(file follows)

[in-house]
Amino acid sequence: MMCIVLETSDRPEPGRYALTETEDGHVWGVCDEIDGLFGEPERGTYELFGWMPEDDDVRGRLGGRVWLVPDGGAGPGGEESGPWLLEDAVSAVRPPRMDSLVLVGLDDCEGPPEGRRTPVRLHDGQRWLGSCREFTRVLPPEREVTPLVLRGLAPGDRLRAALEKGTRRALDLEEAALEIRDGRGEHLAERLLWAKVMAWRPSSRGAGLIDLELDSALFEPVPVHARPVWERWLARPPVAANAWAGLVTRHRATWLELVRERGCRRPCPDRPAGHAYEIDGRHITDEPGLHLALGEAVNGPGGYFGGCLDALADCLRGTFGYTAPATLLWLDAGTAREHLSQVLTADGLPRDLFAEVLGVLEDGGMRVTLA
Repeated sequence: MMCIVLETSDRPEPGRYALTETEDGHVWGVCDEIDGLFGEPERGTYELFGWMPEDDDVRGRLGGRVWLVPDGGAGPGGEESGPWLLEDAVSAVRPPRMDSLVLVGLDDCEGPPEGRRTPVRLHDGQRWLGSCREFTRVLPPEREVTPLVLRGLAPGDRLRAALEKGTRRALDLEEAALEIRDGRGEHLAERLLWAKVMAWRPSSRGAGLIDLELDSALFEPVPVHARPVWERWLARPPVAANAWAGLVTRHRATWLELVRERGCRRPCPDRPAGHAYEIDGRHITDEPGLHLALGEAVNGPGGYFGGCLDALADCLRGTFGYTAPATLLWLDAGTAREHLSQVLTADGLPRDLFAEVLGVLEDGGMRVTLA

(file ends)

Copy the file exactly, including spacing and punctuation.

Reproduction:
[in-house]
Amino acid sequence: MMCIVLETSDRPEPGRYALTETEDGHVWGVCDEIDGLFGEPERGTYELFGWMPEDDDVRGRLGGRVWLVPDGGAGPGGEESGPWLLEDAVSAVRPPRMDSLVLVGLDDCEGPPEGRRTPVRLHDGQRWLGSCREFTRVLPPEREVTPLVLRGLAPGDRLRAALEKGTRRALDLEEAALEIRDGRGEHLAERLLWAKVMAWRPSSRGAGLIDLELDSALFEPVPVHARPVWERWLARPPVAANAWAGLVTRHRATWLELVRERGCRRPCPDRPAGHAYEIDGRHITDEPGLHLALGEAVNGPGGYFGGCLDALADCLRGTFGYTAPATLLWLDAGTAREHLSQVLTADGLPRDLFAEVLGVLEDGGMRVTLA
Repeated sequence: MMCIVLETSDRPEPGRYALTETEDGHVWGVCDEIDGLFGEPERGTYELFGWMPEDDDVRGRLGGRVWLVPDGGAGPGGEESGPWLLEDAVSAVRPPRMDSLVLVGLDDCEGPPEGRRTPVRLHDGQRWLGSCREFTRVLPPEREVTPLVLRGLAPGDRLRAALEKGTRRALDLEEAALEIRDGRGEHLAERLLWAKVMAWRPSSRGAGLIDLELDSALFEPVPVHARPVWERWLARPPVAANAWAGLVTRHRATWLELVRERGCRRPCPDRPAGHAYEIDGRHITDEPGLHLALGEAVNGPGGYFGGCLDALADCLRGTFGYTAPATLLWLDAGTAREHLSQVLTADGLPRDLFAEVLGVLEDGGMRVTLA